Nuggets of Wisdom from Laura Petherbridge, co-author of The Smart Stepmom

I had the privilege of attending the first “stepmom retreat” this week-end in Dallas, hosted by http://www.blendedandbonded.com/ with Laura Petherbridge speaking. It was a wonderful time of connecting with stepmoms from around the country, meeting stepmom friends I talk with on Twitter and FB, and hearing some nuggets of wisdom from long-time stepmom Laura Petherbridge, co-author of The Smart Stepmom.

 

I want to share a few thoughts I came away with that spoke to my heart in hopes of encouraging you in your stepparenting role. Many I had heard before but they were good reminders for me.

1. God can teach me how to love kids who are hurting me. I ask Him to help me see them through His eyes and He does. “Chosen” love is still love. I can choose to love my stepchildren.

2. Children are fiercely loyal to a biological parent, even if the parent is unkind, abusive, detached, or emotionally unstable. The more dysfunctional the other biological parent is, the less likely the stepchild will bond with the stepparent. I can’t control that.

3. All stepfamilies are formed due to loss. Re-marriage is viewed as another loss for children and the children are at least two years behind the parents in the grieving process. Give them time to heal.

4. Money is going to be tight. My husband is OBLIGATED by God to support his children (I Timothy 5:8). They didn’t choose a stepmother or more siblings.

5. The children who do the best after divorce are those who maintain a healthy relationship with both parents. Stepchildren need alone time with their biological parent, without the stepparent.

6. God will reward your efforts. “Let us not become weary in doing  good, for at the proper time we will reap a harvest if we do not give up.” Galatians 6:9

There is so much more I could share, but instead I encourage you to read Laura’s book. She has walked the path and offers reality with encouragement through her writing.

Do you need encouragement today? What nugget of wisdom spoke to you?

Related Posts:

Marriage is Not Always Blissful, Especially in Blended Families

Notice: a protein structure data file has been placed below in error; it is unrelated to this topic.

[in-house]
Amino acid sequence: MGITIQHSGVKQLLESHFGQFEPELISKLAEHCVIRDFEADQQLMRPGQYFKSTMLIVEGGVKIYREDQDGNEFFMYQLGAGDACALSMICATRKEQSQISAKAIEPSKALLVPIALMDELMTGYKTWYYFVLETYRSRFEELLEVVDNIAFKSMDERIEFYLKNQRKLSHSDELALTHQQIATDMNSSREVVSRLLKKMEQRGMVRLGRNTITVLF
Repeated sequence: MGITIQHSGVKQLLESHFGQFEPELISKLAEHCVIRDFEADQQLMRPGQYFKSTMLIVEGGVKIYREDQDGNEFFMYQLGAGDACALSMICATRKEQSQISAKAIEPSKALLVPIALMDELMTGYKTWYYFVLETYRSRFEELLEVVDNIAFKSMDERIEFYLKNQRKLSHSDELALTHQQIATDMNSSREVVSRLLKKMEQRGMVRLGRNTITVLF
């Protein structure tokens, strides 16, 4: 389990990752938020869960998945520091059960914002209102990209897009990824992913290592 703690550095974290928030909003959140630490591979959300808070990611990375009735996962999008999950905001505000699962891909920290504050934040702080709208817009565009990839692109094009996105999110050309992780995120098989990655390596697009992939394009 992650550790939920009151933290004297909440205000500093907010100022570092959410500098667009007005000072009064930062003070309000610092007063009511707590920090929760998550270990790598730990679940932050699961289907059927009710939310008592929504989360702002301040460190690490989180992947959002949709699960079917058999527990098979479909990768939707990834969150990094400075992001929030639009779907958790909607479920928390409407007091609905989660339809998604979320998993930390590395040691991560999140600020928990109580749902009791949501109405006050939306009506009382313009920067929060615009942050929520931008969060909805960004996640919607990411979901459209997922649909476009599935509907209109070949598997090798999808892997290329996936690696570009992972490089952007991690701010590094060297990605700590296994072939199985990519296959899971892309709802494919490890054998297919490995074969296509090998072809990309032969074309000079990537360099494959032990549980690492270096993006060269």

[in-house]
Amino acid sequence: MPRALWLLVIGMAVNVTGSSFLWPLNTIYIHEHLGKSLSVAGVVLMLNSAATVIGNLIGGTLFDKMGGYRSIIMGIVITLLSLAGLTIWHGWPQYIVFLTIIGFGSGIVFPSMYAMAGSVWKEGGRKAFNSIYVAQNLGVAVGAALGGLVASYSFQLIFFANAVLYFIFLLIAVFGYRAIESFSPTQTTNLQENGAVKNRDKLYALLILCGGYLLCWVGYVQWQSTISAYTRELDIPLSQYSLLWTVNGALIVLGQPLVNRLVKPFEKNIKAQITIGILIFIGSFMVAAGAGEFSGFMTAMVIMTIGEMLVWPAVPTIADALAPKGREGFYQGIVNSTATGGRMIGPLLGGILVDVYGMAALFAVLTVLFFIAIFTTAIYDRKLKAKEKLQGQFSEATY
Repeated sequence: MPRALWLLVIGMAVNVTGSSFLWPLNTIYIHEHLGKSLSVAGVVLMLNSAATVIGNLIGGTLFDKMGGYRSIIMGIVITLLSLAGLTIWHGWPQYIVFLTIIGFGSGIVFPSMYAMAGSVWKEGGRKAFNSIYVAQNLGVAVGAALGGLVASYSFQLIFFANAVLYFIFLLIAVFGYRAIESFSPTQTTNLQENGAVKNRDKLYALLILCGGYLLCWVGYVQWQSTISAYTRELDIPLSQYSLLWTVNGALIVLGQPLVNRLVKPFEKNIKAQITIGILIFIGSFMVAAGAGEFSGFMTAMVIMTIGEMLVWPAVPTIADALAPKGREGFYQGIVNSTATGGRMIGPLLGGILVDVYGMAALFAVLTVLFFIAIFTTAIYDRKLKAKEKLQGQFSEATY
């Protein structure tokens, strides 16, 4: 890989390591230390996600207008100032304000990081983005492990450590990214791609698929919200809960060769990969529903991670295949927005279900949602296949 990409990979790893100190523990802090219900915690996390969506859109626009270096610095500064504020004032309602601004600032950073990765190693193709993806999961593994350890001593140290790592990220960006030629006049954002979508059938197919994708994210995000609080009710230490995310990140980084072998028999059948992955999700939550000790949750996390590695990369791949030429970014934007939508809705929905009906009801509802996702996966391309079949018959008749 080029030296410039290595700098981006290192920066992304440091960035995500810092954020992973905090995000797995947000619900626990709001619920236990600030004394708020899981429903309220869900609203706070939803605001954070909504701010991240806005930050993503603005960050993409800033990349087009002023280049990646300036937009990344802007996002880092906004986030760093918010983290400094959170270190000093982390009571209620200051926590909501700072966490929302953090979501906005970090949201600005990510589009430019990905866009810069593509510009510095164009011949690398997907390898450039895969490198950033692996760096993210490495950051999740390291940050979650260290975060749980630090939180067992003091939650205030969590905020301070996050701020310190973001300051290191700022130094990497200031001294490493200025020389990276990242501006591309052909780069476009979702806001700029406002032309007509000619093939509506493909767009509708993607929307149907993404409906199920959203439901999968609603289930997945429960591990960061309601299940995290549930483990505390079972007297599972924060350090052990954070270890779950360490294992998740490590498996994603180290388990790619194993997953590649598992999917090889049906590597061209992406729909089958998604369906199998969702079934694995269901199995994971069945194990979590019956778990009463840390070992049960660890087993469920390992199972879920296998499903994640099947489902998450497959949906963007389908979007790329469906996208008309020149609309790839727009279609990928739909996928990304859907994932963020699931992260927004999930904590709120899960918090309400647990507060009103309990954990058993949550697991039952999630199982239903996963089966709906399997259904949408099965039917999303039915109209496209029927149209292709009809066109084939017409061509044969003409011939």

Tip for Healthy Stepparenting: Learn to Cope with Rejection

Mantra for Stepparents: Don’t Take it Personally

Managing Your Stepfamily’s Finances in a Tight Economy

With three kids in college, our family is learning how to live on a budget again. It’s not easy, but it isn’t the first time finances have been tight at our house.

Most stepfamilies will encounter periods of financial distress. The complexity of: overcoming loss of income from divorce, dispersing child support payments, learning to manage money together with several children, and coping with increasing expenses as the family grows all contribute to a financial burden for a stepfamily.  

So, how do you cope with the stress of too many expenses and not enough money to go around?

For my husband and I, the first thing we do is ask the Lord for wisdom. Are we being good stewards of our money, are we abiding by a budget that allows us to see where our money is being spent, do we have a reasonable plan in place to pay off our debt?

And as we look at our finances together, it’s important that my husband and I are on the same page. It may be necessary to take intentional steps toward reducing our expenses and we must be able to come to an agreement on how to do so.

If one spouse is a shopper and the other is a hoarder, there will be some difficult conversation regarding how money will be spent. But it’s necessary to confront the issue and resolve it before it creates a major problem in the marriage.

It’s also important to hold our children accountable for their part of the financial equation. When money is tight, children can be taught to lower their expectations of a designer-clad wardrobe or the ongoing purchase of  the latest technology gadget. And as they get older, they can be expected to maintain a job and contribute toward the expenses of owning a car, securing auto insurance, and other extra-curricular expenses incurred during the teenage years.

It’s also helpful to have a pool of money for reserve when your family hits a difficult financial period.When my husband lost his job earlier this year, we weren’t prepared for a financial emergency. But the likelihood of job loss is very real in today’s economy and cannot be ignored.

We are living in difficult economic times. But despite sobering statistics, we can trust God’s promises to carry us through the peaks and the valleys. Our family has experienced His provision firsthand this year.

Psalm 23:

“The Lord is my shepherd, I shall not be in want. He makes me lie down in green pastures, he leads me beside quiet waters, he restores my soul. He guides me in paths of righteousness for his name’s sake. Even though I walk through the valley of the shadow of death, I will fear no evil, for you are with me; your rod and your staff they comfort me. You prepare a table before me in the presence of my enemies. You anoint my head with oil; my cup overflows. Surely goodness and love will follow me all the days of my life, and I will dwell in the house of the Lord forever.”

Do you have other suggestions for successfully managing your stepfamily’s finances?

Related posts: